China’s manufacturing sector hit a six-year low according to economic data released Thursday.
While the news accentuated the growing theme of an economy slowing down faster than expected, China’s premier said, don’t worry, the country will still hit its economic targets for the year.
The Caixin China Purchasing Managers’ Index fell to 47.2 in September, down from 47.3 in August. It was the lowest reading since March 2009. A reading above 50 points signifies business growth, while anything below 50 signifies contraction.
Sub-indexes of the manufacturing PMI indicated new factory orders contracted month-on-month at the fastest rate in more than three years, in part due to a steep decline for overseas orders, reported Caixin. Reduced demand led to inventories of finished goods posting their biggest jump in three years.
The latest manufacturing PMI “indicates continued weakness for the manufacturing industry, although the pressure driving the sector’s decline has eased,” said Dr. He Fan, chief economist and director of research at Caixin Insight Group, a financial data and analysis platform that complements Caixin Media’s news services. “Tepid demand is a main factor behind an oversupply of manufacturing, and why it has not recovered”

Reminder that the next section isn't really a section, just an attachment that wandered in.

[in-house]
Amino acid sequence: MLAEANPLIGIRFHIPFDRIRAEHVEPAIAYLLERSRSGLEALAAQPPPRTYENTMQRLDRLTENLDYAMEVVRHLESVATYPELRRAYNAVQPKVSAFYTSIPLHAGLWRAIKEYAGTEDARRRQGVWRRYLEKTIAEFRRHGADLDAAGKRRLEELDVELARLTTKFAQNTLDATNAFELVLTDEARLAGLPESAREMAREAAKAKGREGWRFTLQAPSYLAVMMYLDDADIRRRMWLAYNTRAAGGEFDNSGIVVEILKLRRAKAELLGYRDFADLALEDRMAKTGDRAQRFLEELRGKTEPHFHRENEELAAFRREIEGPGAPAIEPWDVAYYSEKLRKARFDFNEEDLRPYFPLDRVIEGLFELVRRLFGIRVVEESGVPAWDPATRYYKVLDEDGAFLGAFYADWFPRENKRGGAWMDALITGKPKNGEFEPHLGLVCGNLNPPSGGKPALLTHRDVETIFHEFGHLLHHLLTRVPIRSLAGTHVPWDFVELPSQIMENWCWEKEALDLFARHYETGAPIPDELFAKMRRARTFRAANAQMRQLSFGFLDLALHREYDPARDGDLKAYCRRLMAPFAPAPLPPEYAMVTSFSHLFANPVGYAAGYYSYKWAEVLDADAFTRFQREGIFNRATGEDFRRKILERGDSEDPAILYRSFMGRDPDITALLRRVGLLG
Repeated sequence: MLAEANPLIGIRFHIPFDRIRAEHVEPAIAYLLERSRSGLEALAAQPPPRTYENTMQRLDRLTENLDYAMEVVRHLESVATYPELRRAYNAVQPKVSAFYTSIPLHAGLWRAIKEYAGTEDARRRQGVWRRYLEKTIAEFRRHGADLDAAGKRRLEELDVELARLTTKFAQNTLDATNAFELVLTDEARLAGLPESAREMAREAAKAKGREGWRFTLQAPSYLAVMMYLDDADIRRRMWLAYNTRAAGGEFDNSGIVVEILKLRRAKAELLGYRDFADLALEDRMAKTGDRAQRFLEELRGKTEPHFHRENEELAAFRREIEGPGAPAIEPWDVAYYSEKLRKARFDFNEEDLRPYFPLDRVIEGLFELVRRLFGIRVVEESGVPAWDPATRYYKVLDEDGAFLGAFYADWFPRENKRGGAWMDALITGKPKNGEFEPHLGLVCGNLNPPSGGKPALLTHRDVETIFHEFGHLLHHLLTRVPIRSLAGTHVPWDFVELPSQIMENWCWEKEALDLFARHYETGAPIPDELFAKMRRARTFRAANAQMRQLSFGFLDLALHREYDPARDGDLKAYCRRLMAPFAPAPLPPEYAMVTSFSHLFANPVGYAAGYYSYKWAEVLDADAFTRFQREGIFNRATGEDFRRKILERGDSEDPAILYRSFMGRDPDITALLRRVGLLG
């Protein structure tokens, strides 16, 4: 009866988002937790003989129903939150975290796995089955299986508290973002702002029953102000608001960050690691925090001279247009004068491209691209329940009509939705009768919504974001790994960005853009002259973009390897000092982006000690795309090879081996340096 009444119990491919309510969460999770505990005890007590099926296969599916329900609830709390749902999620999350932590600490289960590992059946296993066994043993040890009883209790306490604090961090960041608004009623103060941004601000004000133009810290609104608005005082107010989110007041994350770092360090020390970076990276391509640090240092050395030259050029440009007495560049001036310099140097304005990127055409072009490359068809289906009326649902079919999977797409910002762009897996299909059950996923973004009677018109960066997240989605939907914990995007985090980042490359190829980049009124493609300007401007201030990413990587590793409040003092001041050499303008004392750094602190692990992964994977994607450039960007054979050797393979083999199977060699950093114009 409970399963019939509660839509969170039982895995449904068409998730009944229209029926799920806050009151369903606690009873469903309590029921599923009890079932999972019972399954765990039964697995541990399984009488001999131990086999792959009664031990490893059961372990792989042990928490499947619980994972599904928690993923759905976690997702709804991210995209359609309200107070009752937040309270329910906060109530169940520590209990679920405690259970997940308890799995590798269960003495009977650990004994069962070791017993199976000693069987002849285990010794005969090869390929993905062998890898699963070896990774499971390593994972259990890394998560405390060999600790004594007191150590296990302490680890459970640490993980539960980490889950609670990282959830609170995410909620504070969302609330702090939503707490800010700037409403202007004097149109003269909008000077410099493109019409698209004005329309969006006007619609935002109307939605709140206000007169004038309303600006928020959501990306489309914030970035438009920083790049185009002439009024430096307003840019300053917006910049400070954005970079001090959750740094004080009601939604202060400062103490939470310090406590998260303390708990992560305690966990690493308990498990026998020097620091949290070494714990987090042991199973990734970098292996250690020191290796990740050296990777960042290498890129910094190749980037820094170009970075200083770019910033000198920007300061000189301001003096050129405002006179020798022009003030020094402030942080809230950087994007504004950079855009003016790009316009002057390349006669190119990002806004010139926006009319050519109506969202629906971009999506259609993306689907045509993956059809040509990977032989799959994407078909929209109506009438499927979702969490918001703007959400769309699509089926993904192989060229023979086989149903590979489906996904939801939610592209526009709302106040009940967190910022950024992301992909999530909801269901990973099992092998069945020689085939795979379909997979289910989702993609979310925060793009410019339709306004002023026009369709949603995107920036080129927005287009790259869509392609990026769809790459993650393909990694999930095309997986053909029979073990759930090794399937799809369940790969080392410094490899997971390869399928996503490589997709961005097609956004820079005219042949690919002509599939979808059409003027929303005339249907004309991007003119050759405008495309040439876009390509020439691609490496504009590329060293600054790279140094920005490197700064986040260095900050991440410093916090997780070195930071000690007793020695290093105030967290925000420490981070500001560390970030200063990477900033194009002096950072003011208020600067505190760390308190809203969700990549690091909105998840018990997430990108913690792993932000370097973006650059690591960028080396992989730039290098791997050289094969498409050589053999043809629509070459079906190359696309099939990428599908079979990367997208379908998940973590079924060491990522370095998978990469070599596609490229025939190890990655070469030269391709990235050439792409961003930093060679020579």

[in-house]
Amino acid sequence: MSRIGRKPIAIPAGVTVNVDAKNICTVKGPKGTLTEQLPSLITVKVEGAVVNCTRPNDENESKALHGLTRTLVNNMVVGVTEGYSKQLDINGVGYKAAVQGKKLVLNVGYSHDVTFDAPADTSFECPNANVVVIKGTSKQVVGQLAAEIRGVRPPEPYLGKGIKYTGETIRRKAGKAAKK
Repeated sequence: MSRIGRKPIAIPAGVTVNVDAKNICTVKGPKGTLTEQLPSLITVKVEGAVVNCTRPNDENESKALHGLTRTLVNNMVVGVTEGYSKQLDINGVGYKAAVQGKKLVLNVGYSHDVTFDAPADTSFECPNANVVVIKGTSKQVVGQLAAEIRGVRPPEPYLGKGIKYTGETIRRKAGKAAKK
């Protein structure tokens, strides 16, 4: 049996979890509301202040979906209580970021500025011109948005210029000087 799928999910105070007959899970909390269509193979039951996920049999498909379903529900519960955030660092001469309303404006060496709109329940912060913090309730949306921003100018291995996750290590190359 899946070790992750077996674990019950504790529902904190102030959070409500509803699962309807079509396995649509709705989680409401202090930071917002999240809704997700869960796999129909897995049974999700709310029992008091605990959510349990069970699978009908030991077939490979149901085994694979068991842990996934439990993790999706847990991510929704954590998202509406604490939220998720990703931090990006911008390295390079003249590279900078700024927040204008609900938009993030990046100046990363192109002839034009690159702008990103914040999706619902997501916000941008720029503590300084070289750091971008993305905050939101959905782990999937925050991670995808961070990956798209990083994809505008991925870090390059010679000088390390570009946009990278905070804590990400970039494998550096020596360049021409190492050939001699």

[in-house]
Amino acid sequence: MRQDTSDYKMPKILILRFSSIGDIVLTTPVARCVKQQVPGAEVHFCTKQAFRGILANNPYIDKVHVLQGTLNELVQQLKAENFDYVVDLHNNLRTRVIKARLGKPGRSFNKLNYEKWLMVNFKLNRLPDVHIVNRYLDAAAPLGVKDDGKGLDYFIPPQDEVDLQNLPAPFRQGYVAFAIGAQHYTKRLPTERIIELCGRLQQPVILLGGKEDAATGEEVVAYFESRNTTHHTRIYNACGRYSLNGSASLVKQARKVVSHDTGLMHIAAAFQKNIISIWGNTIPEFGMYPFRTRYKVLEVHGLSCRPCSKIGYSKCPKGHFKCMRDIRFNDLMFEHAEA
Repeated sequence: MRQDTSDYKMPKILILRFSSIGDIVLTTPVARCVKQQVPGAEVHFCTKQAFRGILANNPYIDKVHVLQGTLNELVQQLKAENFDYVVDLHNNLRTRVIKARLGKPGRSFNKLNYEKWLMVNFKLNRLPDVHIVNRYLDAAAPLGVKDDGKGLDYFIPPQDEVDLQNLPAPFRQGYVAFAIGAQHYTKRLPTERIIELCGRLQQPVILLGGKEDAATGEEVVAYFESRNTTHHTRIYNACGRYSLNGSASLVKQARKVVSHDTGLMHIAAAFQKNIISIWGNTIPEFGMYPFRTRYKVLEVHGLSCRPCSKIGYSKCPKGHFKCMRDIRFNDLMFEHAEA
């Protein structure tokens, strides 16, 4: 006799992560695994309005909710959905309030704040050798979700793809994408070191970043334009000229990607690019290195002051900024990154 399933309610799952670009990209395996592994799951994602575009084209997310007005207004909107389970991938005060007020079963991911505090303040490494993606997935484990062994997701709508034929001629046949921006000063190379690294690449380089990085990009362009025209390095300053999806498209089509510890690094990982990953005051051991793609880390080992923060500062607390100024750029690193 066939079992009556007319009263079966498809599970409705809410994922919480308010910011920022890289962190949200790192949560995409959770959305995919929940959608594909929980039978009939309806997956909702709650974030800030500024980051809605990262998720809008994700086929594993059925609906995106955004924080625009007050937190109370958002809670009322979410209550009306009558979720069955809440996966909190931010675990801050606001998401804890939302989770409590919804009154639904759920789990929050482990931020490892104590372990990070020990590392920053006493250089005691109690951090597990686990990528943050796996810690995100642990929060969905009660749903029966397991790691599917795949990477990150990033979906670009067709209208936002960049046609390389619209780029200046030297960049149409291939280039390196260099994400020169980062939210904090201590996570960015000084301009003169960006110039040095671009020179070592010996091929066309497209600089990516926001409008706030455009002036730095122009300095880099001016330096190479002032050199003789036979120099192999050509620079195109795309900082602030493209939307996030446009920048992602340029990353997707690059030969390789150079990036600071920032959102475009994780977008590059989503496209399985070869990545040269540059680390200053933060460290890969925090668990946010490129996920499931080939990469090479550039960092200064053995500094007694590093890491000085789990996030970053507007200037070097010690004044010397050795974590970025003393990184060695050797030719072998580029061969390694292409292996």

The service sector also fell for a second consecutive month to 50.5, its lowest rate since July 2014, from 51.5 in August.
Still, Premier Li Keqiang said Wednesday that China’s economic growth remained in a “reasonable range” and would hits its main economic targets of around 7% growth this year.
Also, Wednesday, the World Economic Forum said the economy’s decline was inevitable, predictable and entirely normal. It added that it was unlikely the economy would hit a hard landing.
“There are signs that the government has been preparing for the economy’s new phase and has been recalibrating its growth objectives from the quantitative to the qualitative,” said the Global Competitiveness Report 2015-2016 released by the World Economic Forum on Wednesday